|Publication number||US4544318 A|
|Application number||US 06/477,895|
|Publication date||1 Oct 1985|
|Filing date||23 Mar 1983|
|Priority date||27 Jul 1979|
|Also published as||DE3028283A1, DE3028283C2|
|Publication number||06477895, 477895, US 4544318 A, US 4544318A, US-A-4544318, US4544318 A, US4544318A|
|Inventors||Hiroto Nagatomo, Hisashi Maejima, Jun Suzuki, Keishin Fujikawa|
|Original Assignee||Hitachi, Ltd.|
|Export Citation||BiBTeX, EndNote, RefMan|
|Patent Citations (9), Referenced by (42), Classifications (21), Legal Events (4)|
|External Links: USPTO, USPTO Assignment, Espacenet|
This is a continuation of application Ser. No. 168,737, filed July 14, 1980, now abandoned.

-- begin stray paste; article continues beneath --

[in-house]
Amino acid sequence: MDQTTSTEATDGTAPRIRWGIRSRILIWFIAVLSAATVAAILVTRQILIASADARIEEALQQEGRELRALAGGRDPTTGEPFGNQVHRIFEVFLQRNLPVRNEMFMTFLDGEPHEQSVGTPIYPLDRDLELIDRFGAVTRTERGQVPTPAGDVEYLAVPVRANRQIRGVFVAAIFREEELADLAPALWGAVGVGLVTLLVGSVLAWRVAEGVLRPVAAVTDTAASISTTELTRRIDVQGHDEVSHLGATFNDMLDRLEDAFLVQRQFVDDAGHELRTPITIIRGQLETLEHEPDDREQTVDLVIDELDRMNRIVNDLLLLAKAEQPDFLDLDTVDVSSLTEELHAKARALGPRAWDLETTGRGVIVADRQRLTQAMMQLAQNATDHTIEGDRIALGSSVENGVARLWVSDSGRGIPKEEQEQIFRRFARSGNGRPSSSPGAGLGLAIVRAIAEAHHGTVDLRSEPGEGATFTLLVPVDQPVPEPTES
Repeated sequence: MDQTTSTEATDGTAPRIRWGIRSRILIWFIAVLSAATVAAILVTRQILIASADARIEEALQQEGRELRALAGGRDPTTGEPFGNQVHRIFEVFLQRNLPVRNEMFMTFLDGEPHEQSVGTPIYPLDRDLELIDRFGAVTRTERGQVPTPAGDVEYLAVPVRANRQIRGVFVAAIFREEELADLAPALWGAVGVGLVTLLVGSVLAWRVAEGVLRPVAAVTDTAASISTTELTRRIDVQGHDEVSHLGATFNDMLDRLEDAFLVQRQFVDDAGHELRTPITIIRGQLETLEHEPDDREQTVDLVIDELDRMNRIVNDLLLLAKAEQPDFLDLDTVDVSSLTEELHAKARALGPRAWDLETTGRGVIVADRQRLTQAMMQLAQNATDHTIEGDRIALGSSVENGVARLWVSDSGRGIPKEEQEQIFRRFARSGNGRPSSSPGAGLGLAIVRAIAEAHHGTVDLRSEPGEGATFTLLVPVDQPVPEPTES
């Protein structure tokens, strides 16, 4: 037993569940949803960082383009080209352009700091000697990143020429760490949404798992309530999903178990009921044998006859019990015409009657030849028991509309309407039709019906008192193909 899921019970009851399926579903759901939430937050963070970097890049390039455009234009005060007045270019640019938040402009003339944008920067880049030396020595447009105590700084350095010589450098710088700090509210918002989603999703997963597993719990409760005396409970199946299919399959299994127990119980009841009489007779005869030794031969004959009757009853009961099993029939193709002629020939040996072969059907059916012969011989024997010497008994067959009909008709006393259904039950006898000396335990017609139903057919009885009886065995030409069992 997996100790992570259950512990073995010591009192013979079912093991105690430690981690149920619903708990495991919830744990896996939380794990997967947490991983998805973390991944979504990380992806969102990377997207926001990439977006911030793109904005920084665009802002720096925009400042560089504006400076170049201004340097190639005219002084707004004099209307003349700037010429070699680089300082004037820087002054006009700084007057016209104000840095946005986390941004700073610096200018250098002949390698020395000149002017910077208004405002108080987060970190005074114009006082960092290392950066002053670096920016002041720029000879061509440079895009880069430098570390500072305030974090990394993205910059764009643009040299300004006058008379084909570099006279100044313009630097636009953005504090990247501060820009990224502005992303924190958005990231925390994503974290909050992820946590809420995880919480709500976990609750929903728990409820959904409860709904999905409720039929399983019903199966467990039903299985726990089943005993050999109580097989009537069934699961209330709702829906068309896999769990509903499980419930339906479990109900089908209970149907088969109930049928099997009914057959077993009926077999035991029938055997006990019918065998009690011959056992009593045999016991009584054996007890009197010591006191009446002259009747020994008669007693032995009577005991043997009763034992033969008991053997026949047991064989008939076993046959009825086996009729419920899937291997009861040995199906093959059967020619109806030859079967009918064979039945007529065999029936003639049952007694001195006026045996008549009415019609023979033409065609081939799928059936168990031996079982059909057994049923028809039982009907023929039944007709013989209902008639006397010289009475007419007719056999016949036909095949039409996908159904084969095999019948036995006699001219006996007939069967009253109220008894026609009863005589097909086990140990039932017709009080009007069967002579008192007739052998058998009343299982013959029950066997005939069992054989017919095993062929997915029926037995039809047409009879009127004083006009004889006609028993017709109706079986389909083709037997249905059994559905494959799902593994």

This invention relates to an automated manufacturing system wherein in manufacturing many kinds of products, groups of processors respectively corresponding to treatments each extending over several steps and a conveyor (conveyor system) for carrying workpieces (pieces to be treated) to the respective groups of processors are arranged, and the treatment sequence, treatment conditions etc. of the multifarious kinds of workpieces are automatically obtained from input information, to control the conveyor, the groups of processors etc. This serves to operate them efficiently and organically so that the product management and the process management are optimized. More particularly, it relates to a processing system for semiconductor wafers for manufacturing semiconductor devices in the semiconductor industry.